The liturgical season of Lent begins this week with Ash Wednesday. This period of prayer, penance and giving feels much different to me this year — and not only because the pandemic will prevent many of us from going into a church to receive the traditional forehead tracing of ashes.
Normally, I look forward to Lent. It’s as an opportunity to shake out the inner ashes that have accumulated in my heart over the course of a year. There’s meaning in having a designated time to examine our shortcomings and engage in some sort of penance.
I believe this year, however, calls for something different. With the stress of the pandemic, with so many living in isolation, suffering the loss of jobs and loved ones, it feels as though we’ve been living a continuous Lent for nearly a year.
What’s perhaps most needed now is a return to joy. Isn’t one of reasons we challenge ourselves during this Lenten winter period (fasting on certain days, praying more intently, giving more generously of our time, treasure and talent) is so that our joy might be the greater when Easter arrives with its springtime promise of new life?
This doesn’t mean I intend to ignore Lent’s days of obligatory fasts, neglect my prayer life or fail to offer service to others. Still, I think the best and most meaningful way I can observe Lent this year to focus on the joys that nourish my soul.
One practice I intend to emphasize is the writing of poetry. Poetry was always my first love in writing, but I let it slip to the sidelines these past few years as I finished another non-fiction book. The writing of poetry is one way I pray, show gratitude for my life, and to paraphrase the poet Mary Oliver, “love the world.”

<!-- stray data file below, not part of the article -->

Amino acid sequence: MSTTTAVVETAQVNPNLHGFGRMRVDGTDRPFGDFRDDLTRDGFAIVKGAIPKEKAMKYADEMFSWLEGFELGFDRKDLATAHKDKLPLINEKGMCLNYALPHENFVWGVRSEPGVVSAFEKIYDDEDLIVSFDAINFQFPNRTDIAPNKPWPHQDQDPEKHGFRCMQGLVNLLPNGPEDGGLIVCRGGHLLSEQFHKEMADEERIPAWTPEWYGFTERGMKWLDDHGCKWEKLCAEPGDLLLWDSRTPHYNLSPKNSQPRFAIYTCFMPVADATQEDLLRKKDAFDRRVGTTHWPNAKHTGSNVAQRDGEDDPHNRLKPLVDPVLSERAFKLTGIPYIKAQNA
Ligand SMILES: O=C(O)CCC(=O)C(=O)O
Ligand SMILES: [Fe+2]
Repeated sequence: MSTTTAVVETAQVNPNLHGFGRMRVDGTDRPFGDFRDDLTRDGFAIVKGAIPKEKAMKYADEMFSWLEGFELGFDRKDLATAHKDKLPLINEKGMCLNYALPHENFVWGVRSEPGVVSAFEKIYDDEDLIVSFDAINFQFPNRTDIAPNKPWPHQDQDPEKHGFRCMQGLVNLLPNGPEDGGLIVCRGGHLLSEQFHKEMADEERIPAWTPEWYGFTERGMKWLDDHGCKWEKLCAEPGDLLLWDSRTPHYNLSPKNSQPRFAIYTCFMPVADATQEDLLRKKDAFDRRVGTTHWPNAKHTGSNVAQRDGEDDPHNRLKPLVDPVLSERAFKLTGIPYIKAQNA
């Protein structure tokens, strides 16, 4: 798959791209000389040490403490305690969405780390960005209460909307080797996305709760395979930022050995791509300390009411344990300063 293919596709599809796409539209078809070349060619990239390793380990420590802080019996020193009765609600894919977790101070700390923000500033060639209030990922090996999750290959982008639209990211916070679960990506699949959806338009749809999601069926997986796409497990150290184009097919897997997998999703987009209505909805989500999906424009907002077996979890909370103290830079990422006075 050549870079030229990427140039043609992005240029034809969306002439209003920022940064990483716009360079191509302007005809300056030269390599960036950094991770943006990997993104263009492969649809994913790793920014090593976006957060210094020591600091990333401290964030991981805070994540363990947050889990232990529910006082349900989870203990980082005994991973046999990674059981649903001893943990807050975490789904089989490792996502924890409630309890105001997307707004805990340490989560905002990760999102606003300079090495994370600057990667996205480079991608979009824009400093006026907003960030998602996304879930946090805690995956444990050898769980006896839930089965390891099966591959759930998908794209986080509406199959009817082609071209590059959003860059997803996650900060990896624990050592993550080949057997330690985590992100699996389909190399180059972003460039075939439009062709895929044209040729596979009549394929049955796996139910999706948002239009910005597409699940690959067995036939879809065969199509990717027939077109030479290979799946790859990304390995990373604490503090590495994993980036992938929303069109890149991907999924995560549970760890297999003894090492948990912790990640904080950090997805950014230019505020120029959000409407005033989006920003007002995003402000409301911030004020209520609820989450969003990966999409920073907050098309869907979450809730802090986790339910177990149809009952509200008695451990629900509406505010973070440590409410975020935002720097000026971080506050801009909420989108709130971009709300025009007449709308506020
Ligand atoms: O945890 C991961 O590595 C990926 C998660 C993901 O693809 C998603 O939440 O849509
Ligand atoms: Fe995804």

For others, joy might spring from sketching, painting, coloring, hiking, exercising, singing, playing an instrument, dancing, or merely taking a few moments within each day to focus on the miracle of our breath or the gift of our heartbeat.
My good friend and co-author on my upcoming book, Brother Paul Quenon, a Trappist monk of the Abbey of Gethsemani, often refers to the spiritual life as a dance. He notes that in Greek theology, the Trinity is described and sometimes depicted as a circle dance. Three dancers in one circle, dancing as one undivided reality.
The great Trappist spirituality writer Thomas Merton, who was Brother Paul’s spiritual director, once described his own search for interior depth as “dancing in the water of life.”
Brother Paul distills this attitude in a beautiful scene he recounts in his 2018 memoir, “In Praise of the Useless Life.” He describes going outside, whipping off his shirt, removing his shoes, tossing the shirt in the air and dancing ecstatically beneath the half-moon in the night sky.
“Lifting and pulling, tossing and dropping, working hands, stretching arms … Each movement unplanned, a surprising, flowing symphony of what the heart wants to do next, then next,” Brother Paul writes.
In a brief coda to the story, he adds, “Last year, I really pushed my limits by dancing to a long scherzo by Anton Bruckner.”
Now that’s the kind of praying I think we should engage in!
What practice of joy — what dance — would you choose this Lent?